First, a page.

Newtonians and Dobsonians are of a similar design, light enters the telescope, reflects of a circular or parabolic mirror back up the tube to a mirror set at 45 degrees which reflects the light into a lensed eye piece. . Dobsonians and Newtonians using mirrors, you can get more telescope for you buck!
So…what size telescope?
Telescopes come in a range of sizes, and size has two components, the opening and the focal length. An opening or aperture of 90mm will give a clear view of the moon and some of the close planets, mars, Jupiter and Venus, but, because of its relatively small aperture mars will appear as a dark red disk, Jupiter will be a grey disk and Venus, well Venus looks like a bluey disk anyway! You won’t be able to discern any surface detail in Mars and Jupiter, Mars’s polar caps and the banding in Jupiter won’t be resolved and the Nebula in Orion could be mistaken for a wisp of cloud, the Galilean Moons of Jupiter however will be just about resolvable. As the aperture increases up towards 5 inches (yes the change in units and use of Imperial is odd) the banding in Jupiter is visible with averted vision and clearer in a dark sky spot and some deeper sky objects can be viewed with the right conditions, The Great Nebular in Orion, the Andromeda Galaxy and a host of star Clusters. Now the problem with Astronomy, it can be an expensive hobby, as we progress towards 8 inches and up, the deepest of deep sky images begin to be within grasp but the price tag drags those objects away again!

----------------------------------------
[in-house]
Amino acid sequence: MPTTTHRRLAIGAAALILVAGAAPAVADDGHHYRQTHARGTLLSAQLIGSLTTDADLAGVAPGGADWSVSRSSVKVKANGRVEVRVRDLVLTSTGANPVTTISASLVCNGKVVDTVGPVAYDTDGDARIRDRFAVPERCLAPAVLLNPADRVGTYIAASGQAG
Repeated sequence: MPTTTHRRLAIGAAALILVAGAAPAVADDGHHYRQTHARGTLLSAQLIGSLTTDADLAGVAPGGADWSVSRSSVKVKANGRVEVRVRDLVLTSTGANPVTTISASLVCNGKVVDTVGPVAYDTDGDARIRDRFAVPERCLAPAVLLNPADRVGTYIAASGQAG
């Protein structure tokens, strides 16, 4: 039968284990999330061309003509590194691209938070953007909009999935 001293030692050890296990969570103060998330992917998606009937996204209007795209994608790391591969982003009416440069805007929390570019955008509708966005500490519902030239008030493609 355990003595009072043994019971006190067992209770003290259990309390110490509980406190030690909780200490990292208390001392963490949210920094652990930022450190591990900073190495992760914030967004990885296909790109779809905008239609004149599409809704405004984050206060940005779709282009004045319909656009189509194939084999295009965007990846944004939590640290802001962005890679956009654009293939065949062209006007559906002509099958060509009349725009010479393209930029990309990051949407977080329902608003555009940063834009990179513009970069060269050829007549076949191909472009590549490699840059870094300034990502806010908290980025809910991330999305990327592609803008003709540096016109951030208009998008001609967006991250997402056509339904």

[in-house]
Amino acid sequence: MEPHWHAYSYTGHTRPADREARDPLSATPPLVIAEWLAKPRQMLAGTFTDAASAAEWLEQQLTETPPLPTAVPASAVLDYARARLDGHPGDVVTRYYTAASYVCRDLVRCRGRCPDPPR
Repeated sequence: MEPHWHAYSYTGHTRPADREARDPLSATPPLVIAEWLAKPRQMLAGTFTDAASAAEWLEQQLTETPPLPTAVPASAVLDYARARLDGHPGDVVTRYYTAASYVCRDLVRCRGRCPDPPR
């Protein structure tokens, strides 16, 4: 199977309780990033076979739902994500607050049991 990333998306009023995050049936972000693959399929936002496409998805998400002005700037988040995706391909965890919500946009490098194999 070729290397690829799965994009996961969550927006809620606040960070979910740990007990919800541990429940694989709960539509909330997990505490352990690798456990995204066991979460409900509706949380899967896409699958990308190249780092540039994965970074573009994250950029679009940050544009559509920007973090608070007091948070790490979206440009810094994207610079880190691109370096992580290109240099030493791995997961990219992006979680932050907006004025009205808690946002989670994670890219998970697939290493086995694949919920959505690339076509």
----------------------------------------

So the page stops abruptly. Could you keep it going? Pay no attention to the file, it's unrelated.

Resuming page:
Christmas Pressie Ideas:
As a starter, these are our recommendations, they can be passed on to siblings and friends once they have been grown out of. the links are for our friends at Rother Valley Optics.
70mm refractor by Skywatcher
700mm Focal Length
Eyepieces: 10mm & 25mm
76mm Skywatcher mini Dobsonian
300mm Focal Length
Eyepieces: 10mm & 25mm
114mm Newtonian Skywatcher
1000mm Focal Length
Eyepieces: 10mm & 25mm
There is then an alternative, the trusty binoculars, for a relatively smaller outlay a really good pair of 70mm aperture bins can be purchased, these can be used to get to know the seasonal changes in the night sky and can be passed on when you’re convinced your little astronomer is going to take up the hobby and the investment in a telescope is worthwhile!
There are many different variations of telescope and a huge range of budgets available, but be aware, some may appear too good to be true and they most often are. With our continued impact on the environment its so important we conscious when doing our Christmas shopping. If looked after, a telescope will last years and can be passed on to siblings and friends, the very cheap, plastic bodied scopes from toyshops will not last, and more often than not the lenses are made from plastic meaning the image you’ll see will be distorted and potentially put off a budding astronomer and resign your present to the shed and eventually the landfill.
YA Astronomers are keen to help, so if you see something send a pic over and we’ll give you all the advice we can and if you want further recommendation get in touch! To sample the delights of astronomy, check out our events and get to see observatory grade equipment in your community!